The AIF Project


Regimental number418
Place of birthGreat Harwood, Lancashire, England
True NameEatough
ReligionRoman Catholic
Address29 Club Street, Great Harwood Lanes, England
Marital statusSingle
Age at embarkation34
Height5' 9"
Weight166 lbs
Next of kinAunt, Elizabeth Ann Quinn, 29 Club Street, Great Harwood Lanes, England
Previous military serviceRoyal Garrison Artillery (3 years); Reserve (9 years, time expired)
Enlistment date5 March 1915
Place of enlistmentPerth, Western Australia
Rank on enlistmentCorporal
Unit name28th Battalion, C Company
AWM Embarkation Roll number23/45/1
Embarkation detailsUnit embarked from
Embarkation detailsUnit embarked from Fremantle, Western Australia, on board HMAT A11 Ascanius on 29 June 1915
Embarkation detailsUnit embarked from Fremantle, Western Australia, on board HMAT A36 on 12 July 1915
Rank from Nominal RollSergeant
Unit from Nominal Roll28th Battalion
FateKilled in Action 29 July 1916
Miscellaneous details (Nominal Roll)*Eatough on nominal roll
Place of burialNo known grave
Commemoration detailsAustralian National Memorial, Villers-Bretonneux, France

Villers-Bretonneux is a village about 15 km east of Amiens. The Memorial stands on the high ground ('Hill 104') behind the Villers-Bretonneux Military Cemetery, Fouilloy, which is about 2 km north of Villers-Bretonneux on the east side of the road to Fouilloy.

The Australian National Memorial, Villers-Bretonneux is approached through the Military Cemetery, at the end of which is an open grass lawn which leads into a three-sided court. The two pavilions on the left and right are linked by the north and south walls to the back (east) wall, from which rises the focal point of the Memorial, a 105 foot tall tower, of fine ashlar. A staircase leads to an observation platform, 64 feet above the ground, from which further staircases lead to an observation room. This room contains a circular stone tablet with bronze pointers indicating the Somme villages whose names have become synonymous with battles of the Great War; other battle fields in France and Belgium in which Australians fought; and far beyond, Gallipoli and Canberra.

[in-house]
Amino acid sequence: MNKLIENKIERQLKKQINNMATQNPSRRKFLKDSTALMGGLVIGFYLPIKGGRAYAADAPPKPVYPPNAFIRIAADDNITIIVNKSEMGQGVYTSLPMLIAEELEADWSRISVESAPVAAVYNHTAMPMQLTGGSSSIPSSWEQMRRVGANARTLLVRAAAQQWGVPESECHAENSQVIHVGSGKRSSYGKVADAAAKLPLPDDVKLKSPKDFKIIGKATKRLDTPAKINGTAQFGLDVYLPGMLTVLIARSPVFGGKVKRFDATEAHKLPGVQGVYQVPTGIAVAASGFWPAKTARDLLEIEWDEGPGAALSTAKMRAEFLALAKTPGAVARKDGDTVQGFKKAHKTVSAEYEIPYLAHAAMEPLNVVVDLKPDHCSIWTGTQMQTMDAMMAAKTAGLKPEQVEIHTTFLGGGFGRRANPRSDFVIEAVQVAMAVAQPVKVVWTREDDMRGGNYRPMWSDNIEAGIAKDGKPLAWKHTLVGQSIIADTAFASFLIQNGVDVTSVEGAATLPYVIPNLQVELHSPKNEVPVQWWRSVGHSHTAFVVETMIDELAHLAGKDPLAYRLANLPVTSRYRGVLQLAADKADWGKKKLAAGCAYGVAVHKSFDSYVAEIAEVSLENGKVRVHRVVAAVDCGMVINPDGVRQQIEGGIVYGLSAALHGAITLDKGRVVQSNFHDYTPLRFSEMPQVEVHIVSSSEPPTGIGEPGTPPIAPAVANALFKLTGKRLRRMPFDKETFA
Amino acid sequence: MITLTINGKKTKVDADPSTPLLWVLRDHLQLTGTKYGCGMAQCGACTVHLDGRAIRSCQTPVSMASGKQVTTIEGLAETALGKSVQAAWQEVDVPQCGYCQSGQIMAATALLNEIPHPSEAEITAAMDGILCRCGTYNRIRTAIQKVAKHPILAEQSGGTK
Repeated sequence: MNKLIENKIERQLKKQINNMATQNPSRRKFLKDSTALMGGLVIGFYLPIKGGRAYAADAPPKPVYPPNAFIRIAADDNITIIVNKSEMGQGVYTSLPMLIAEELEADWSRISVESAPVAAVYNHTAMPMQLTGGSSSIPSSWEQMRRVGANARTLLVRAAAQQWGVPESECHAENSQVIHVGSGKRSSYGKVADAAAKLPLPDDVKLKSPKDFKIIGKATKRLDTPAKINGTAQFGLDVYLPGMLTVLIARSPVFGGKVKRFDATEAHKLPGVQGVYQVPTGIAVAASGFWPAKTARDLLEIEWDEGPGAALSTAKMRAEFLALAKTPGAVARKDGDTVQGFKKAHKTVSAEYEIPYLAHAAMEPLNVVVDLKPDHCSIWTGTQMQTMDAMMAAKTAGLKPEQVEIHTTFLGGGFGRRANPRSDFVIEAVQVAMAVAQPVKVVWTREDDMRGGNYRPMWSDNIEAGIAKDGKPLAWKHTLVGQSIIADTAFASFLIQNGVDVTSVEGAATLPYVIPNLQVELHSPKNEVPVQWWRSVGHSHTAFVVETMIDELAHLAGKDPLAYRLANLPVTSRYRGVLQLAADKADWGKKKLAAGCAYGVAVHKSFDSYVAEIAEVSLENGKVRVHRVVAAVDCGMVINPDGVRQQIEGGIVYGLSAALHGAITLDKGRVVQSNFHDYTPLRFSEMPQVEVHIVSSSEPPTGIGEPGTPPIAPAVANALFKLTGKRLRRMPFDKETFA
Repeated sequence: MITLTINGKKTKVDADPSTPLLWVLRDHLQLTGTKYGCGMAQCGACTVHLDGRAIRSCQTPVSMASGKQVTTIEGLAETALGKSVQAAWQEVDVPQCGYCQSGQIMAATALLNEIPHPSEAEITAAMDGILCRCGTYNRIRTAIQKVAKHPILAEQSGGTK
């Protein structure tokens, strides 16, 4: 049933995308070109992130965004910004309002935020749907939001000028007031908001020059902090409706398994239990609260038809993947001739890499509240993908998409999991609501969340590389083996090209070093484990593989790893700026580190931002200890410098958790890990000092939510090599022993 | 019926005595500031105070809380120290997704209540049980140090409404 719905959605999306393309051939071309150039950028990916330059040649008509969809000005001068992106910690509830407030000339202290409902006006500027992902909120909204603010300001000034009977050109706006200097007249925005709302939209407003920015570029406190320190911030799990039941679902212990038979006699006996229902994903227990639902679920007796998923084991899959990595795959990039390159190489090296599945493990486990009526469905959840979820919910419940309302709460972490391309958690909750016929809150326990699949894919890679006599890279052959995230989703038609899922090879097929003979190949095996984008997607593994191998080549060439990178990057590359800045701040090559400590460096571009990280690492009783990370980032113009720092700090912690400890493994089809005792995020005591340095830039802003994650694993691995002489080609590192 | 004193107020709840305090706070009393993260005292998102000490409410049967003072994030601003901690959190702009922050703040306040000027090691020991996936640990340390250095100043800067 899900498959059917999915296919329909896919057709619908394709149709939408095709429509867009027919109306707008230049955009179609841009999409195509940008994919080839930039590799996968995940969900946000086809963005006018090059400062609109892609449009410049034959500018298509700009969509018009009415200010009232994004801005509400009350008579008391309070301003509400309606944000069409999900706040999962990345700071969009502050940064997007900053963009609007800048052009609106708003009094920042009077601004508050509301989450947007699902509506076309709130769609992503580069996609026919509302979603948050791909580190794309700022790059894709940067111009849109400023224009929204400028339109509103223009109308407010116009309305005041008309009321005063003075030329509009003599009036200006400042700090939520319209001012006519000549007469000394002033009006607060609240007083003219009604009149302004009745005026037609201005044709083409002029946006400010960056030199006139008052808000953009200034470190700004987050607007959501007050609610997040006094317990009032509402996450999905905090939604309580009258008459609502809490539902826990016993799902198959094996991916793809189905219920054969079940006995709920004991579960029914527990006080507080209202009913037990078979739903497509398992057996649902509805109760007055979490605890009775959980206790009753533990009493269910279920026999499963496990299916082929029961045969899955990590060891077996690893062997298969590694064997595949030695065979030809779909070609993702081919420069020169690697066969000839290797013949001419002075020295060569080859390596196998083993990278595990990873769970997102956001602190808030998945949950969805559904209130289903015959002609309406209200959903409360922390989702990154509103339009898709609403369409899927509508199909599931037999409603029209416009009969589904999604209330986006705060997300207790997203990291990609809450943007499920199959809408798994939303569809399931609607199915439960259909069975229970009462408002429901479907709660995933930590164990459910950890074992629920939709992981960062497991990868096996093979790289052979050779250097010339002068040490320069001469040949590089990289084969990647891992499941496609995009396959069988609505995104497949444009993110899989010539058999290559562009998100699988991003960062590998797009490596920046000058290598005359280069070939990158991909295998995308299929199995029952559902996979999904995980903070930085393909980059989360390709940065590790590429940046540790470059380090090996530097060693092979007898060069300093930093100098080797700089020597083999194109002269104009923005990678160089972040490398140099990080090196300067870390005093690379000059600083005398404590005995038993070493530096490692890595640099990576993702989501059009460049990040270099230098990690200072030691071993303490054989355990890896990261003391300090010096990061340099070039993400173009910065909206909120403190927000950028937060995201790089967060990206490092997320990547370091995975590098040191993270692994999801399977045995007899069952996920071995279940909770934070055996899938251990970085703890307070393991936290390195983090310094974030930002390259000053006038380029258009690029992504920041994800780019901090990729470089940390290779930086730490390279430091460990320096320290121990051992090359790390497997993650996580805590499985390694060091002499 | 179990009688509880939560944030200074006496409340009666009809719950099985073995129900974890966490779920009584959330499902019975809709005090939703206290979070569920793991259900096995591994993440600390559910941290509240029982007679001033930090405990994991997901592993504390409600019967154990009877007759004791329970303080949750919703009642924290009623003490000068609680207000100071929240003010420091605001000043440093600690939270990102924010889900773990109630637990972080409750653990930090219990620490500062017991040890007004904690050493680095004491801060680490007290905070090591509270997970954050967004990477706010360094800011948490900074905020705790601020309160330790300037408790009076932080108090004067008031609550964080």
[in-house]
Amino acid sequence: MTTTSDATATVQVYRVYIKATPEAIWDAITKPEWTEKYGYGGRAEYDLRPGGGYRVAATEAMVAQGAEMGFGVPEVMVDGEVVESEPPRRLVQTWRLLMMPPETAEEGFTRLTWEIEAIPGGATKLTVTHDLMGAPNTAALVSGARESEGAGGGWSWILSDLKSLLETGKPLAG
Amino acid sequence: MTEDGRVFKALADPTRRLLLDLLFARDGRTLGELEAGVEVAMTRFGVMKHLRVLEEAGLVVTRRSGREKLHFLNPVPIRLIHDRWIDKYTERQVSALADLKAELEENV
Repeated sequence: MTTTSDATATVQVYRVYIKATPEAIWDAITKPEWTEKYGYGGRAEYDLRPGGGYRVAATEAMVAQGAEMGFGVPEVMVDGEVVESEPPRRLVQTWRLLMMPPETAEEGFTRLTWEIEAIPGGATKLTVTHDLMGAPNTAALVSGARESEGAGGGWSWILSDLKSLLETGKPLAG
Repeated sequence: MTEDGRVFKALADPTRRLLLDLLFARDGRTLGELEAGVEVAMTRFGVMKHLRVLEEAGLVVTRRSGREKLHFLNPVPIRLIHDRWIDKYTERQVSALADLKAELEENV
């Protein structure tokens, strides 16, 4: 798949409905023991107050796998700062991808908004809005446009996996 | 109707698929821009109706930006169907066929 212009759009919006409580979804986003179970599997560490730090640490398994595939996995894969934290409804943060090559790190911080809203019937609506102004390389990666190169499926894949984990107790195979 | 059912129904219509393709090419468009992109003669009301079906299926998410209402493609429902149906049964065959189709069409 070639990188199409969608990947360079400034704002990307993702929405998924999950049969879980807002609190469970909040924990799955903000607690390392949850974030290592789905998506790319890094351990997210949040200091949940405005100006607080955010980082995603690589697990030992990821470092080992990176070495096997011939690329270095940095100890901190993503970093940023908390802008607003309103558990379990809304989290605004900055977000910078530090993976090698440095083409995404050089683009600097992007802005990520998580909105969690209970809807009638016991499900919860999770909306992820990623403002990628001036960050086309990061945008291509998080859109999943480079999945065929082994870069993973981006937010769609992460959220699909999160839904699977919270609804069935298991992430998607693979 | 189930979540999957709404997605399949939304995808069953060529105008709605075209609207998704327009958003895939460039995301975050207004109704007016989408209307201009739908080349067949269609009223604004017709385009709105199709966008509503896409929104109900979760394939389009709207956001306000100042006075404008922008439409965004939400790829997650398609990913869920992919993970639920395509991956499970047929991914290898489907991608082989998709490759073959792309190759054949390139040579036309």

On the three walls, which are faced with Portland stone, are the names of 10,885 Australians who were killed in France and who have no known grave. The 'blocking course' above them bears the names of the Australian Battle Honours.

After the war an appeal in Australia raised £22,700, of which £12,500 came from Victorian school children, with the request that the majority of the funds be used to build a new school in Villers-Bretonneux. The boys' school opened in May 1927, and contains an inscription stating that the school was the gift of Victorian schoolchildren, twelve hundred of whose fathers are buried in the Villers-Bretonneux cemetery, with the names of many more recorded on the Memorial. Villers-Bretonneux is now twinned with Robinvale, Victoria, which has in its main square a memorial to the links between the two towns.

Panel number, Roll of Honour,
  Australian War Memorial
Other details


Embarked Alexandria to join the Mediterranean Expeditionary Force (Gallipoli Campaign), 4 September 1915.

Promoted Sergeant, Gallipoli, 14 September 1915.

Admitted to No 3 Field Ambulance, Gallipoli, 15 November 1915 (dysentery); transferred to No 1 Casualty Clearing Station, 16 November 1915; to HS 'Galeka', 16 November 1915; to St Patrick's Hospital, Malta, 24 November 1915; to Ghain Tuffieha Camp, 22 December 1915; to Egypt, 16 January 1916; disembarked Alexandria, 21 November 1916; to No 3 Auxiliary Hospital, Heliopolis, 21 January 1916; to Helouan Convalescent Depot, 31 January 1916; marched into Overseas Base, Ghezireh, 10 February 1916.

Rejoined 28th Bn, Moascar, 6 March 1916.

Embarked Alexandria to join the British Expeditionary Force, 16 March 1916; disembarked Marseilles, France, 21 March 1916.

Killed in action, 29 July 1916.

Medals: 1914-15 Star, British War Medal, Victory Medal
SourcesNAA: B2455, EATOWGH John

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